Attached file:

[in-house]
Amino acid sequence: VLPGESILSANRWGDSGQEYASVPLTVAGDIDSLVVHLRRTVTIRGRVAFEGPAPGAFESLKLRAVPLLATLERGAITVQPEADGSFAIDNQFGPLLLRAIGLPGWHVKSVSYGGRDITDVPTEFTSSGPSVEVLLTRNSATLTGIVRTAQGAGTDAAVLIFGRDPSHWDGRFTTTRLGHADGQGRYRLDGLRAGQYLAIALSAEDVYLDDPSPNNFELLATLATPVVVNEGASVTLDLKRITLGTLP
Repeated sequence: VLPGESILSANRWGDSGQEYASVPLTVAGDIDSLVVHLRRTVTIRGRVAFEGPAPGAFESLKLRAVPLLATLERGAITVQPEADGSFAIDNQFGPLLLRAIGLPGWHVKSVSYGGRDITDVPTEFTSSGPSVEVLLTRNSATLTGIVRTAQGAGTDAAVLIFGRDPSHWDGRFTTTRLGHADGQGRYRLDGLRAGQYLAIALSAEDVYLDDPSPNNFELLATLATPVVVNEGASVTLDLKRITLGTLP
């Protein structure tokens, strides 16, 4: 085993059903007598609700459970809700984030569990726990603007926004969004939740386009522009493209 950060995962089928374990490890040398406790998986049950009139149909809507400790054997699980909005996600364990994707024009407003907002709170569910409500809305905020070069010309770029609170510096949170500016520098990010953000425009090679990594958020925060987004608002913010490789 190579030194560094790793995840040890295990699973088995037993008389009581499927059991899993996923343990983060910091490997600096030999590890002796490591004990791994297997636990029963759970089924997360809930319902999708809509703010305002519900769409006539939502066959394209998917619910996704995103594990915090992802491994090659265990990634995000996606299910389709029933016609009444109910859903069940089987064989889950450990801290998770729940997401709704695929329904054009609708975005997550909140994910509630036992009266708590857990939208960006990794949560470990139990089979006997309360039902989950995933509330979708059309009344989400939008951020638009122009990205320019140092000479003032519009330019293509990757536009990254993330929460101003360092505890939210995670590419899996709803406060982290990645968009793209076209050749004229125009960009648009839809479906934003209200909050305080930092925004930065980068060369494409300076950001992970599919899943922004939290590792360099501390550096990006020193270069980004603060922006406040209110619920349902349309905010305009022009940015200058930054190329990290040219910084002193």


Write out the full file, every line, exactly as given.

[in-house]
Amino acid sequence: VLPGESILSANRWGDSGQEYASVPLTVAGDIDSLVVHLRRTVTIRGRVAFEGPAPGAFESLKLRAVPLLATLERGAITVQPEADGSFAIDNQFGPLLLRAIGLPGWHVKSVSYGGRDITDVPTEFTSSGPSVEVLLTRNSATLTGIVRTAQGAGTDAAVLIFGRDPSHWDGRFTTTRLGHADGQGRYRLDGLRAGQYLAIALSAEDVYLDDPSPNNFELLATLATPVVVNEGASVTLDLKRITLGTLP
Repeated sequence: VLPGESILSANRWGDSGQEYASVPLTVAGDIDSLVVHLRRTVTIRGRVAFEGPAPGAFESLKLRAVPLLATLERGAITVQPEADGSFAIDNQFGPLLLRAIGLPGWHVKSVSYGGRDITDVPTEFTSSGPSVEVLLTRNSATLTGIVRTAQGAGTDAAVLIFGRDPSHWDGRFTTTRLGHADGQGRYRLDGLRAGQYLAIALSAEDVYLDDPSPNNFELLATLATPVVVNEGASVTLDLKRITLGTLP
């Protein structure tokens, strides 16, 4: 085993059903007598609700459970809700984030569990726990603007926004969004939740386009522009493209 950060995962089928374990490890040398406790998986049950009139149909809507400790054997699980909005996600364990994707024009407003907002709170569910409500809305905020070069010309770029609170510096949170500016520098990010953000425009090679990594958020925060987004608002913010490789 190579030194560094790793995840040890295990699973088995037993008389009581499927059991899993996923343990983060910091490997600096030999590890002796490591004990791994297997636990029963759970089924997360809930319902999708809509703010305002519900769409006539939502066959394209998917619910996704995103594990915090992802491994090659265990990634995000996606299910389709029933016609009444109910859903069940089987064989889950450990801290998770729940997401709704695929329904054009609708975005997550909140994910509630036992009266708590857990939208960006990794949560470990139990089979006997309360039902989950995933509330979708059309009344989400939008951020638009122009990205320019140092000479003032519009330019293509990757536009990254993330929460101003360092505890939210995670590419899996709803406060982290990645968009793209076209050749004229125009960009648009839809479906934003209200909050305080930092925004930065980068060369494409300076950001992970599919899943922004939290590792360099501390550096990006020193270069980004603060922006406040209110619920349902349309905010305009022009940015200058930054190329990290040219910084002193």